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Given that π sub one of π₯ equals π₯ plus nine over π₯ minus six, π sub two of π₯ equals nine π₯ plus 81 over π₯ minus six, and π of π₯ equals π sub one of π₯ divided by π sub two of π₯, identify the domain of π of π₯.
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Remember, the domain of a function is the set of possible inputs to that function.
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And we see that π of π₯ is the quotient of two functions.
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Itβs π one of π₯ divided by π two of π₯.
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We can therefore write it as π₯ plus nine over π₯ minus six divided by nine π₯ plus 81 divided by π₯ minus six.
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Now, before we can identify the domain of our function, letβs look to manipulate each expression somewhat.
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Letβs begin by adding the terms in our first function.
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To do so, we think about π₯ as being equivalent to π₯ over one.
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Then, we want to create a common denominator.
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That common denominator is going to be the product of the two given denominators.
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So itβs just π₯ minus six.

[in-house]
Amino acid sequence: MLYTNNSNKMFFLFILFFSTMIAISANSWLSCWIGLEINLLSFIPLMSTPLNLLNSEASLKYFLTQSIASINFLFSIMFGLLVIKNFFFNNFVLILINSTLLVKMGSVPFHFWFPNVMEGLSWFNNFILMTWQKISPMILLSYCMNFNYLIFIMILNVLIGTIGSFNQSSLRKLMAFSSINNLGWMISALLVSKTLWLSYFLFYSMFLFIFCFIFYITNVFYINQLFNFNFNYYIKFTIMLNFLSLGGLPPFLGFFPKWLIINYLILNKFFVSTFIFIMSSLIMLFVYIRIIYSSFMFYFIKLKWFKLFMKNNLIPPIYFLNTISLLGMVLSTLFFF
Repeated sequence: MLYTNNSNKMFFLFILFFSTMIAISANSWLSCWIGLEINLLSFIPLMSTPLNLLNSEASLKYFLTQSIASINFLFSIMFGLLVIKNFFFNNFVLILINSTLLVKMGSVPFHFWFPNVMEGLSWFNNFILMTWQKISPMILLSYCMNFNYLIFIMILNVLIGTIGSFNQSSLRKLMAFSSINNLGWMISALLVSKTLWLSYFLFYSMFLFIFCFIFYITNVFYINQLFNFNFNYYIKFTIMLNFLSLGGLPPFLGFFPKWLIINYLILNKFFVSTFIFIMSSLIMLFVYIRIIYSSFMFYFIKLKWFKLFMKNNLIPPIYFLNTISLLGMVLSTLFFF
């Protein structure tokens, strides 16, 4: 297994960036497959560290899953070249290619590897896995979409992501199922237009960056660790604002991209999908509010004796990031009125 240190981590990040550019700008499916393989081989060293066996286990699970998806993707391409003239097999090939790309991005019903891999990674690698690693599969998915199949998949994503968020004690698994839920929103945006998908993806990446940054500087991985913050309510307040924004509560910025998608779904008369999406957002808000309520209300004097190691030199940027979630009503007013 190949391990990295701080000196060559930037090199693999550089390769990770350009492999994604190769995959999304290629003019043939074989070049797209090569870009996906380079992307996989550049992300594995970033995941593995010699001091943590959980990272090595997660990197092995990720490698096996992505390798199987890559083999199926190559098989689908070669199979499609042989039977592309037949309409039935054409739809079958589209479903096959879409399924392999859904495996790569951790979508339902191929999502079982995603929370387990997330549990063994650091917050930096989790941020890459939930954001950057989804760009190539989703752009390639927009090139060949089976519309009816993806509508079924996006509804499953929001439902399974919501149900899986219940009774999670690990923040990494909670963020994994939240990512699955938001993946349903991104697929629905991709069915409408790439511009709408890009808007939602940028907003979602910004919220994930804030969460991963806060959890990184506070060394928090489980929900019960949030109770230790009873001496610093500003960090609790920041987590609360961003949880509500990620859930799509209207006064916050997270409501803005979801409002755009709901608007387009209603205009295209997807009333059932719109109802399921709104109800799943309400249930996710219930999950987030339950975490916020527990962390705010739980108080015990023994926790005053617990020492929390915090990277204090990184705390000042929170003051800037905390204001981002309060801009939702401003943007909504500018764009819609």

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To achieve the numerator to our new expression, we multiply π₯ by π₯ minus six and then we add nine or nine times one.
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And so we can rewrite π sub one of π₯ as π₯ squared minus six π₯ plus nine over π₯ minus six.
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We might then even factor the numerator to get π₯ minus three squared.
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Letβs repeat this process to add nine π₯ to 81 over π₯ minus six.
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Once again, we treat nine π₯ as nine π₯ over one.
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And the common denominator is one times π₯ minus six, which is still π₯ minus six.
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The numerator is then nine π₯ times π₯ minus six plus 81 times one.
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And if we distribute our parentheses, the numerator becomes nine π₯ squared minus 54π₯ plus 81.
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We then notice, though, that each term on our numerator is divisible by nine.
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So we can rewrite it as nine times π₯ squared minus six π₯ plus nine, which, a little bit like π sub one of π₯, can then in turn be written as nine times π₯ minus three squared over π₯ minus six.
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So replacing π sub one of π₯ and π sub two of π₯ in our equation for π of π₯ and we see that itβs equal to π₯ minus three squared over π₯ minus six divided by nine times π₯ minus three squared over π₯ minus six.
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Letβs clear some space and recall what we know about dividing by a fraction.
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Dividing by a fraction is the same as multiplying by the reciprocal of that fraction.
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So we can rewrite π of π₯ as π₯ minus three squared over π₯ minus six times π₯ minus six over nine times π₯ minus three squared.
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And if we were looking to simplify, we now see that there are a number of common factors that we can cancel through.
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However, weβre looking to find the domain of π of π₯.